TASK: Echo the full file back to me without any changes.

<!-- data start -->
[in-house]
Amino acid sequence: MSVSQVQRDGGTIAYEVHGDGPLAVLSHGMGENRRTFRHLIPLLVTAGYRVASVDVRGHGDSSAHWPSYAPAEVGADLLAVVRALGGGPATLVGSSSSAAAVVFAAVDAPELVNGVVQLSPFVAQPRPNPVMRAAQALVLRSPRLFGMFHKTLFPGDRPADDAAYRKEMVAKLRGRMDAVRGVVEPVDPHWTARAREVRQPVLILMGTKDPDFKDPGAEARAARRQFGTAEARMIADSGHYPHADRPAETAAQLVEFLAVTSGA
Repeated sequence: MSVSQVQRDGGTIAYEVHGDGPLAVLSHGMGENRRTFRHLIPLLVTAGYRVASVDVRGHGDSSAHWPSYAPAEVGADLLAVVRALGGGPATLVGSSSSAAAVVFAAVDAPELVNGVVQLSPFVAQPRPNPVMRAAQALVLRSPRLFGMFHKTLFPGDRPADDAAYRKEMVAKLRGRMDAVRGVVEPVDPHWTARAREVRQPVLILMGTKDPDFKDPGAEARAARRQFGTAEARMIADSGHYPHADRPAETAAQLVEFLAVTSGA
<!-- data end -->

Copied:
[in-house]
Amino acid sequence: MSVSQVQRDGGTIAYEVHGDGPLAVLSHGMGENRRTFRHLIPLLVTAGYRVASVDVRGHGDSSAHWPSYAPAEVGADLLAVVRALGGGPATLVGSSSSAAAVVFAAVDAPELVNGVVQLSPFVAQPRPNPVMRAAQALVLRSPRLFGMFHKTLFPGDRPADDAAYRKEMVAKLRGRMDAVRGVVEPVDPHWTARAREVRQPVLILMGTKDPDFKDPGAEARAARRQFGTAEARMIADSGHYPHADRPAETAAQLVEFLAVTSGA
Repeated sequence: MSVSQVQRDGGTIAYEVHGDGPLAVLSHGMGENRRTFRHLIPLLVTAGYRVASVDVRGHGDSSAHWPSYAPAEVGADLLAVVRALGGGPATLVGSSSSAAAVVFAAVDAPELVNGVVQLSPFVAQPRPNPVMRAAQALVLRSPRLFGMFHKTLFPGDRPADDAAYRKEMVAKLRGRMDAVRGVVEPVDPHWTARAREVRQPVLILMGTKDPDFKDPGAEARAARRQFGTAEARMIADSGHYPHADRPAETAAQLVEFLAVTSGA